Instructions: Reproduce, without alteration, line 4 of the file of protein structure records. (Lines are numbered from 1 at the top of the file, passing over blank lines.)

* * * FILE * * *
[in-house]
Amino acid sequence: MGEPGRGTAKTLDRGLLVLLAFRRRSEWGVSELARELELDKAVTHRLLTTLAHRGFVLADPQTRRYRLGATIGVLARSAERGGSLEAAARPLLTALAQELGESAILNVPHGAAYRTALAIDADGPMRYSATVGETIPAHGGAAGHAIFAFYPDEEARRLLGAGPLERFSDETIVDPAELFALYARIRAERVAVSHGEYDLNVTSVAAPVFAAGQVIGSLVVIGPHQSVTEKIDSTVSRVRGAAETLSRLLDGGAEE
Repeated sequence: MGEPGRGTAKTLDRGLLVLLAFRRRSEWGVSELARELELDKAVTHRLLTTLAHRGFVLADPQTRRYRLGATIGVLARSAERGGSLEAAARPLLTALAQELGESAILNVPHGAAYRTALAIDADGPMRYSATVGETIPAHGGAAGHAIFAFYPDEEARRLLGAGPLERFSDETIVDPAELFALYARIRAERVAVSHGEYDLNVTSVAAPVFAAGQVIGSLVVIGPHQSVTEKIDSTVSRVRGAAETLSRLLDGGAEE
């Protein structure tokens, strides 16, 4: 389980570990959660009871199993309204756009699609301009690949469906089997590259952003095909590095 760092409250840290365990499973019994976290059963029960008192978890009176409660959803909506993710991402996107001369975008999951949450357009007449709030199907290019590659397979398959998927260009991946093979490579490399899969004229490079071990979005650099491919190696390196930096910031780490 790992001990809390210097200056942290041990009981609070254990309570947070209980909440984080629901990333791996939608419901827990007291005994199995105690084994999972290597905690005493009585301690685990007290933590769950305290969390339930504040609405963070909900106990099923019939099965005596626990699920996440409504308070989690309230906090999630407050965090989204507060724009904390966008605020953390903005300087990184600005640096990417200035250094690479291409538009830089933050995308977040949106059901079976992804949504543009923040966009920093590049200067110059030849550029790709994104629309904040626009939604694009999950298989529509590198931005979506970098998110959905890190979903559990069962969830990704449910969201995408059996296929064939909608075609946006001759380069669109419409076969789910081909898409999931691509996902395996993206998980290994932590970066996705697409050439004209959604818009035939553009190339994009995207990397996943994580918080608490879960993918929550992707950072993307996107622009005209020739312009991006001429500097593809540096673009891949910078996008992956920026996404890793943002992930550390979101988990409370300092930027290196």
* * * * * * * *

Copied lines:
């Protein structure tokens, strides 16, 4: 389980570990959660009871199993309204756009699609301009690949469906089997590259952003095909590095 760092409250840290365990499973019994976290059963029960008192978890009176409660959803909506993710991402996107001369975008999951949450357009007449709030199907290019590659397979398959998927260009991946093979490579490399899969004229490079071990979005650099491919190696390196930096910031780490 790992001990809390210097200056942290041990009981609070254990309570947070209980909440984080629901990333791996939608419901827990007291005994199995105690084994999972290597905690005493009585301690685990007290933590769950305290969390339930504040609405963070909900106990099923019939099965005596626990699920996440409504308070989690309230906090999630407050965090989204507060724009904390966008605020953390903005300087990184600005640096990417200035250094690479291409538009830089933050995308977040949106059901079976992804949504543009923040966009920093590049200067110059030849550029790709994104629309904040626009939604694009999950298989529509590198931005979506970098998110959905890190979903559990069962969830990704449910969201995408059996296929064939909608075609946006001759380069669109419409076969789910081909898409999931691509996902395996993206998980290994932590970066996705697409050439004209959604818009035939553009190339994009995207990397996943994580918080608490879960993918929550992707950072993307996107622009005209020739312009991006001429500097593809540096673009891949910078996008992956920026996404890793943002992930550390979101988990409370300092930027290196």